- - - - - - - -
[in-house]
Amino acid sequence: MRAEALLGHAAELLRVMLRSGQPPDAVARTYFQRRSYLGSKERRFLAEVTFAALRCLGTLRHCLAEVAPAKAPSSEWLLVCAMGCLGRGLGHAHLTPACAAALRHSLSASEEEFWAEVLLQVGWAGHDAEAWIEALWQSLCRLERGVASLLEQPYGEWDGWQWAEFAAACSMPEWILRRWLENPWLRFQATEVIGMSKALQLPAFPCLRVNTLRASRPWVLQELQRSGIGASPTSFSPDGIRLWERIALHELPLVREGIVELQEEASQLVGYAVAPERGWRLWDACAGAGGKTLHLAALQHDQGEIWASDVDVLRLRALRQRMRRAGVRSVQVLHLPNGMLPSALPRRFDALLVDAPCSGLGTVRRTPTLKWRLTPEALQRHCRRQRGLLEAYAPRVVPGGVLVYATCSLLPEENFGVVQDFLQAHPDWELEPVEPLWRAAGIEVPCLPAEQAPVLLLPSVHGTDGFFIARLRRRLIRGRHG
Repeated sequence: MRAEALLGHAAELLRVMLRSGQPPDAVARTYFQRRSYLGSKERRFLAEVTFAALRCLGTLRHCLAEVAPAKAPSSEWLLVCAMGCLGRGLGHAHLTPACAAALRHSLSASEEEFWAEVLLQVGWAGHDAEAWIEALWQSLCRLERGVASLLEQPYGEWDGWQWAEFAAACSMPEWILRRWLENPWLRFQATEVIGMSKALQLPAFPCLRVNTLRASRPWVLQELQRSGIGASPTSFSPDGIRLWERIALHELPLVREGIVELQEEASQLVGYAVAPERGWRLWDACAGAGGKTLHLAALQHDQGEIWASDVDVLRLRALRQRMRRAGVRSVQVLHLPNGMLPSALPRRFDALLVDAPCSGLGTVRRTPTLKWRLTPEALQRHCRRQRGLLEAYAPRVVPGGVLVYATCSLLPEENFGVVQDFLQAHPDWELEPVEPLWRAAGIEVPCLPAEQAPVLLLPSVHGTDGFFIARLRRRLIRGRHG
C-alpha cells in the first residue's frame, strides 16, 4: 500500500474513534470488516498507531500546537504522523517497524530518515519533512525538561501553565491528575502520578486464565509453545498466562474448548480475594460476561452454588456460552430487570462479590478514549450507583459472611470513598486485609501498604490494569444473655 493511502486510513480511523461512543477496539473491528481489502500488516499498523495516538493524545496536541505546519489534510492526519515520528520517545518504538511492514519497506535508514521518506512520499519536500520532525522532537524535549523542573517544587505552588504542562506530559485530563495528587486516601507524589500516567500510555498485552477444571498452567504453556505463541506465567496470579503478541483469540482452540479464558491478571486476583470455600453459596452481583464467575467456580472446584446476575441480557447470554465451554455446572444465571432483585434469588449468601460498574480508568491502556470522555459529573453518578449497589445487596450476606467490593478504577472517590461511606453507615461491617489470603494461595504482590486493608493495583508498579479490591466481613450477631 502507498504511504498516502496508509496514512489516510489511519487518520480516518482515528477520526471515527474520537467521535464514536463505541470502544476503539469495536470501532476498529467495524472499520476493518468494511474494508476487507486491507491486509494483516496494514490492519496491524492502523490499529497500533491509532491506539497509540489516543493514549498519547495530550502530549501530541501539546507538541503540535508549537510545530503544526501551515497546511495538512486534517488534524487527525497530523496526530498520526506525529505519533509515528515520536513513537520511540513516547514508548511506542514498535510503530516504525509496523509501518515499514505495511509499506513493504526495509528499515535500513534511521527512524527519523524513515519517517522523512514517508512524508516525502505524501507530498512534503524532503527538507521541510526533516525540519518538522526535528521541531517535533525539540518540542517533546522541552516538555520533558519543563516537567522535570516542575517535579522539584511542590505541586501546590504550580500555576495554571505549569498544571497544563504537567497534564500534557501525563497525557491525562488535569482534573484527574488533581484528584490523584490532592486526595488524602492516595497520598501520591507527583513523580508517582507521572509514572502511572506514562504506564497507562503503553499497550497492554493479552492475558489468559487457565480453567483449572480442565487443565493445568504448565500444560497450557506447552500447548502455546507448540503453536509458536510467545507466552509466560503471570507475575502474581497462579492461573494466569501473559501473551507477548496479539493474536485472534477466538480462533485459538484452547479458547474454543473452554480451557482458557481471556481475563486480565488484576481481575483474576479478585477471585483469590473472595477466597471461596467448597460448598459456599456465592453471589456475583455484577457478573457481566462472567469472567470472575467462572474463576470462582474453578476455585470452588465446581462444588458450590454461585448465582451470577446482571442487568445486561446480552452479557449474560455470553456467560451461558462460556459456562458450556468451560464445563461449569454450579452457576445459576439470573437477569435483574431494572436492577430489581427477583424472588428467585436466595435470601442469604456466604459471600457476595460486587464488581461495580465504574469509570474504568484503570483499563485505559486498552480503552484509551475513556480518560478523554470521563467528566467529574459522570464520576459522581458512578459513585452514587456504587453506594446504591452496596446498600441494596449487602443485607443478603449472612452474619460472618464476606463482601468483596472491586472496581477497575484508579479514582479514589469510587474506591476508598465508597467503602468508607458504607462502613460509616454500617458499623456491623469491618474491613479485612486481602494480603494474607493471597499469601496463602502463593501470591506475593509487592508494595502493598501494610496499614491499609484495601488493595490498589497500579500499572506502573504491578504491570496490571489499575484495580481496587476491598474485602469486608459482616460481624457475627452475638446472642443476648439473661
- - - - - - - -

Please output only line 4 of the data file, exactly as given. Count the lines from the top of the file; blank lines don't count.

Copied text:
C-alpha cells in the first residue's frame, strides 16, 4: 500500500474513534470488516498507531500546537504522523517497524530518515519533512525538561501553565491528575502520578486464565509453545498466562474448548480475594460476561452454588456460552430487570462479590478514549450507583459472611470513598486485609501498604490494569444473655 493511502486510513480511523461512543477496539473491528481489502500488516499498523495516538493524545496536541505546519489534510492526519515520528520517545518504538511492514519497506535508514521518506512520499519536500520532525522532537524535549523542573517544587505552588504542562506530559485530563495528587486516601507524589500516567500510555498485552477444571498452567504453556505463541506465567496470579503478541483469540482452540479464558491478571486476583470455600453459596452481583464467575467456580472446584446476575441480557447470554465451554455446572444465571432483585434469588449468601460498574480508568491502556470522555459529573453518578449497589445487596450476606467490593478504577472517590461511606453507615461491617489470603494461595504482590486493608493495583508498579479490591466481613450477631 502507498504511504498516502496508509496514512489516510489511519487518520480516518482515528477520526471515527474520537467521535464514536463505541470502544476503539469495536470501532476498529467495524472499520476493518468494511474494508476487507486491507491486509494483516496494514490492519496491524492502523490499529497500533491509532491506539497509540489516543493514549498519547495530550502530549501530541501539546507538541503540535508549537510545530503544526501551515497546511495538512486534517488534524487527525497530523496526530498520526506525529505519533509515528515520536513513537520511540513516547514508548511506542514498535510503530516504525509496523509501518515499514505495511509499506513493504526495509528499515535500513534511521527512524527519523524513515519517517522523512514517508512524508516525502505524501507530498512534503524532503527538507521541510526533516525540519518538522526535528521541531517535533525539540518540542517533546522541552516538555520533558519543563516537567522535570516542575517535579522539584511542590505541586501546590504550580500555576495554571505549569498544571497544563504537567497534564500534557501525563497525557491525562488535569482534573484527574488533581484528584490523584490532592486526595488524602492516595497520598501520591507527583513523580508517582507521572509514572502511572506514562504506564497507562503503553499497550497492554493479552492475558489468559487457565480453567483449572480442565487443565493445568504448565500444560497450557506447552500447548502455546507448540503453536509458536510467545507466552509466560503471570507475575502474581497462579492461573494466569501473559501473551507477548496479539493474536485472534477466538480462533485459538484452547479458547474454543473452554480451557482458557481471556481475563486480565488484576481481575483474576479478585477471585483469590473472595477466597471461596467448597460448598459456599456465592453471589456475583455484577457478573457481566462472567469472567470472575467462572474463576470462582474453578476455585470452588465446581462444588458450590454461585448465582451470577446482571442487568445486561446480552452479557449474560455470553456467560451461558462460556459456562458450556468451560464445563461449569454450579452457576445459576439470573437477569435483574431494572436492577430489581427477583424472588428467585436466595435470601442469604456466604459471600457476595460486587464488581461495580465504574469509570474504568484503570483499563485505559486498552480503552484509551475513556480518560478523554470521563467528566467529574459522570464520576459522581458512578459513585452514587456504587453506594446504591452496596446498600441494596449487602443485607443478603449472612452474619460472618464476606463482601468483596472491586472496581477497575484508579479514582479514589469510587474506591476508598465508597467503602468508607458504607462502613460509616454500617458499623456491623469491618474491613479485612486481602494480603494474607493471597499469601496463602502463593501470591506475593509487592508494595502493598501494610496499614491499609484495601488493595490498589497500579500499572506502573504491578504491570496490571489499575484495580481496587476491598474485602469486608459482616460481624457475627452475638446472642443476648439473661